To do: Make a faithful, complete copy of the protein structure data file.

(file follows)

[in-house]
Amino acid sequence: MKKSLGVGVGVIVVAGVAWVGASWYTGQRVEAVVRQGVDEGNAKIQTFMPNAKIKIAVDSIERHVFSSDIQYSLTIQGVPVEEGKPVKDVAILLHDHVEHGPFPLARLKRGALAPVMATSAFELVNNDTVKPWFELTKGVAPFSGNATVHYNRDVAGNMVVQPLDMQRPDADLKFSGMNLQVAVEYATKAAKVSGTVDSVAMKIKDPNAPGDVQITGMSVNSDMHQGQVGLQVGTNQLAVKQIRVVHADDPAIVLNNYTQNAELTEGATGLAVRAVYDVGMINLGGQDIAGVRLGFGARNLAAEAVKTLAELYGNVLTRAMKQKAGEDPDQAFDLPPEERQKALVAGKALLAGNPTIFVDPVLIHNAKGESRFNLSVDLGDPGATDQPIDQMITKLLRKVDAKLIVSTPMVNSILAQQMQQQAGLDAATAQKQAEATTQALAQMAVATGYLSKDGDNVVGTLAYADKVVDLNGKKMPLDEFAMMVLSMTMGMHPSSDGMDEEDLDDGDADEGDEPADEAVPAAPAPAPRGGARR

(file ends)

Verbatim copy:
[in-house]
Amino acid sequence: MKKSLGVGVGVIVVAGVAWVGASWYTGQRVEAVVRQGVDEGNAKIQTFMPNAKIKIAVDSIERHVFSSDIQYSLTIQGVPVEEGKPVKDVAILLHDHVEHGPFPLARLKRGALAPVMATSAFELVNNDTVKPWFELTKGVAPFSGNATVHYNRDVAGNMVVQPLDMQRPDADLKFSGMNLQVAVEYATKAAKVSGTVDSVAMKIKDPNAPGDVQITGMSVNSDMHQGQVGLQVGTNQLAVKQIRVVHADDPAIVLNNYTQNAELTEGATGLAVRAVYDVGMINLGGQDIAGVRLGFGARNLAAEAVKTLAELYGNVLTRAMKQKAGEDPDQAFDLPPEERQKALVAGKALLAGNPTIFVDPVLIHNAKGESRFNLSVDLGDPGATDQPIDQMITKLLRKVDAKLIVSTPMVNSILAQQMQQQAGLDAATAQKQAEATTQALAQMAVATGYLSKDGDNVVGTLAYADKVVDLNGKKMPLDEFAMMVLSMTMGMHPSSDGMDEEDLDDGDADEGDEPADEAVPAAPAPAPRGGARR